• If you have an on-the-job injury but no lasting permanent damage, you may receive past benefits, but the company doesn’t owe you any future benefits. In this case, you’re very unlikely to receive a settlement. For example, if the authorized doctor released you to regular-duty work, assigned a zero percent (0%) impairment rating, and stated that you don’t need further medical care, the insurance company does not owe any future income benefits, medical or permanent partial disability/permanent impairment benefits.

In the cases where it’s determined that you do require future benefits, they will include income benefits, medical expenses, and a permanent impairment rating. A permanent impairment rating means that damages from your injury or condition are severe enough that you’ll never be able to work again.

How is a Settlement Paid?

Settlements are paid in one of two possible ways: as a lump-sum payment or as a structured settlement. 

  • A lump-sum settlement may sound like the best option, but it’s a trade-off. In a lump-sum settlement, the claimant agrees to give up certain rights in exchange for a one-time payment from your employer or their insurance company. 
  • structured settlement allows for a long-term payout of benefits through an annuity. In most cases, this is the best option. It provides long-term financial security for you because you’ll receive regular payments to cover your ongoing costs and expenses.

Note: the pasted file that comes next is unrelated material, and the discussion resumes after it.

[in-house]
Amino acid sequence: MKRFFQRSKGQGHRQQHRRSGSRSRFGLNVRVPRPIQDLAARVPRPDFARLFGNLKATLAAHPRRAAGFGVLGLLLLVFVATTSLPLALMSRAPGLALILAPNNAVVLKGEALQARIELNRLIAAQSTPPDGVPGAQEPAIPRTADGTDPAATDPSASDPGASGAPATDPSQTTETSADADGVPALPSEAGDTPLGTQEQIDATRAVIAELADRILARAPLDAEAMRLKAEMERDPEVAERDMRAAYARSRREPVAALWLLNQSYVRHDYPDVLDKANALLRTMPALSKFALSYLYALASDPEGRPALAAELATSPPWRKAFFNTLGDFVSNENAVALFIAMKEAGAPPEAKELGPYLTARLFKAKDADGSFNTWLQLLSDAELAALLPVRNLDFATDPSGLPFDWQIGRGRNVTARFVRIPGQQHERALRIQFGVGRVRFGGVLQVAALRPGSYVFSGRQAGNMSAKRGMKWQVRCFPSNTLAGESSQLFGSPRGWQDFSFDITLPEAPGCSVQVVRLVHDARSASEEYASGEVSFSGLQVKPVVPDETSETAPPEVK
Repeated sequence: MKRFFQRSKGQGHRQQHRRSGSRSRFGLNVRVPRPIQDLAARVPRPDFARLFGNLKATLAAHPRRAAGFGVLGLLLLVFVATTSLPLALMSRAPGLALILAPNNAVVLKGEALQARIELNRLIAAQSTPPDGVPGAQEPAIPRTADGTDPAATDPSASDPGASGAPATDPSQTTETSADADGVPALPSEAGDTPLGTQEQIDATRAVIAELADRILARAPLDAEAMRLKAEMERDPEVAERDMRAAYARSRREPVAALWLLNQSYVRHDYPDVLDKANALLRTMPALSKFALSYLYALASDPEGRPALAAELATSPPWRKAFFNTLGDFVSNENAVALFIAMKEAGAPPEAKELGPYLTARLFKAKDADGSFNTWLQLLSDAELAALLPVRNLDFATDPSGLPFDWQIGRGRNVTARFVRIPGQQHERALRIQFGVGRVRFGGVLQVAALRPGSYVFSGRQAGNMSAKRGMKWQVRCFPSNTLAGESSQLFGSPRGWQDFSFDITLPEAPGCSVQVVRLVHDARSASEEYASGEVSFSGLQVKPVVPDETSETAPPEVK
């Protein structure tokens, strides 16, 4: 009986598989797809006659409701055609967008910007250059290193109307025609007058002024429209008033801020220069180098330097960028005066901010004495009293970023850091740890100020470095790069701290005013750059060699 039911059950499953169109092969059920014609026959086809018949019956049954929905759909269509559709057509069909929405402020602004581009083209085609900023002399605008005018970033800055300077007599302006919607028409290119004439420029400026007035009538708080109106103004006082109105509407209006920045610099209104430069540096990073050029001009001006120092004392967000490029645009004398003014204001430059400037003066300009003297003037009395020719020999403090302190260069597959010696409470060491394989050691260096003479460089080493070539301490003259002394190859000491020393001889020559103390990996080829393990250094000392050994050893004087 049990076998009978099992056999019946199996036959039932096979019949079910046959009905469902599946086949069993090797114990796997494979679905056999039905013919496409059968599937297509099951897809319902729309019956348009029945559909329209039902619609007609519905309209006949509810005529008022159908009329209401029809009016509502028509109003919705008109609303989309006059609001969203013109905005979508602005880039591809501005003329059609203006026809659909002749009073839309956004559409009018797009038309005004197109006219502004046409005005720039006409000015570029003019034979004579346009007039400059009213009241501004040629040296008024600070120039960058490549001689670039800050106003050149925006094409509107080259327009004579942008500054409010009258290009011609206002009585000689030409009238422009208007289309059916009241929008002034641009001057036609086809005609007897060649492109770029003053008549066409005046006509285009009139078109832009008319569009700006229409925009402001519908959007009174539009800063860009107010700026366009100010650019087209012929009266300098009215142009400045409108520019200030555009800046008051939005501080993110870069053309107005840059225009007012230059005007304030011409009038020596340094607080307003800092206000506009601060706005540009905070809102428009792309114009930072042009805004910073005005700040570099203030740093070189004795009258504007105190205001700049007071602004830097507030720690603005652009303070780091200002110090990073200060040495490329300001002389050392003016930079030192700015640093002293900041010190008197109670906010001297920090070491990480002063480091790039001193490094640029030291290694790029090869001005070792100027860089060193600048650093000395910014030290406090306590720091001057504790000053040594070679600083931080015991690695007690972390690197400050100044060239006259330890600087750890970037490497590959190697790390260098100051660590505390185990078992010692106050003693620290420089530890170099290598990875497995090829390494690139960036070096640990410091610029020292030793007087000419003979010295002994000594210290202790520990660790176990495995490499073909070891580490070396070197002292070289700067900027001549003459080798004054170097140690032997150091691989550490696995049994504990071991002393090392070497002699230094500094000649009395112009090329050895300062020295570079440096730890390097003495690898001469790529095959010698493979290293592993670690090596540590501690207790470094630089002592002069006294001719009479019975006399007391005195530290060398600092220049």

Most covered claims are settled for 55% to 70% of the cost to the insurance company.

Can I Receive Benefits for Pain and Suffering? 

There is no consideration or reimbursement for pain and suffering. The closest benefit to pain and suffering is the permanent impairment rating.  

Does Having an Atlanta Workers’ Comp Lawyer Help My Case?

In general, having a workers’ comp lawyer absolutely helps claimants win their cases and win them for higher amounts. Here at Affleck & Gordon, we’ve represented injured workers in workers’ compensation claims for 45 years. Our team is experienced, compassionate, and knowledgeable about workers’ compensation laws and how to help our clients receive the benefits that they deserve. 

Navigating Workers’ Compensation settlements and seeking an Atlanta workers’ comp lawyer to assist with your appeal following a denial of benefits doesn’t have to be overwhelming. We understand what you’re going through, as we’ve assisted many others in winning benefits for their on-the-job injuries. We can help. As we evaluate your claim, we’ll help organize the most important facts of your medical history, and help you present a strong, compelling case that can lead to a successful settlement. At Affleck and Gordon, we’re the experienced Atlanta workers’ comp law firm you need. 

If your Workers Comp claim has been denied, or you’re thinking about filing and don’t know where to start, Affleck and Gordon can help. We’ve been helping people in Georgia just like you for over 45 years.

Sign up for a free case evaluation here, or call us at (404) 990-3945.